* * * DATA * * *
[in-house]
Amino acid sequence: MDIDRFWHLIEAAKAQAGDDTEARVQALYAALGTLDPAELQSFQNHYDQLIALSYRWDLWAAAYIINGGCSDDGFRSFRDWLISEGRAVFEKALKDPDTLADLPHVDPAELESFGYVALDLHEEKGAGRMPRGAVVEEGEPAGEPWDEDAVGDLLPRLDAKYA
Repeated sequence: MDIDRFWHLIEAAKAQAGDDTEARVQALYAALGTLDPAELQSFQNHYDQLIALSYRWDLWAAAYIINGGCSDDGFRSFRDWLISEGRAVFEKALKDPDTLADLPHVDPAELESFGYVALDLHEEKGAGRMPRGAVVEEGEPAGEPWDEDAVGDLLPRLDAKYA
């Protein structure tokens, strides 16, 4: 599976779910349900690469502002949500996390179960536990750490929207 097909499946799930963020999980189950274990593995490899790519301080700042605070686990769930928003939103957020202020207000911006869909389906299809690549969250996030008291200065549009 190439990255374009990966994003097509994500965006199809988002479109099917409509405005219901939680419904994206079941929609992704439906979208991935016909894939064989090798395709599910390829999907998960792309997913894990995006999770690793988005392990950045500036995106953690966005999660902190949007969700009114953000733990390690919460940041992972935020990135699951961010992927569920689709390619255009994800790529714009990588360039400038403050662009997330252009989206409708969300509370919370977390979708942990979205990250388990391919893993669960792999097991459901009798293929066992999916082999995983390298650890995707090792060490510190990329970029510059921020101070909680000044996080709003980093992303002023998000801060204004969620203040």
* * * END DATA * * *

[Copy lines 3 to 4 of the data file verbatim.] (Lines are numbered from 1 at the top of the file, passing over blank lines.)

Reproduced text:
Repeated sequence: MDIDRFWHLIEAAKAQAGDDTEARVQALYAALGTLDPAELQSFQNHYDQLIALSYRWDLWAAAYIINGGCSDDGFRSFRDWLISEGRAVFEKALKDPDTLADLPHVDPAELESFGYVALDLHEEKGAGRMPRGAVVEEGEPAGEPWDEDAVGDLLPRLDAKYA
């Protein structure tokens, strides 16, 4: 599976779910349900690469502002949500996390179960536990750490929207 097909499946799930963020999980189950274990593995490899790519301080700042605070686990769930928003939103957020202020207000911006869909389906299809690549969250996030008291200065549009 190439990255374009990966994003097509994500965006199809988002479109099917409509405005219901939680419904994206079941929609992704439906979208991935016909894939064989090798395709599910390829999907998960792309997913894990995006999770690793988005392990950045500036995106953690966005999660902190949007969700009114953000733990390690919460940041992972935020990135699951961010992927569920689709390619255009994800790529714009990588360039400038403050662009997330252009989206409708969300509370919370977390979708942990979205990250388990391919893993669960792999097991459901009798293929066992999916082999995983390298650890995707090792060490510190990329970029510059921020101070909680000044996080709003980093992303002023998000801060204004969620203040």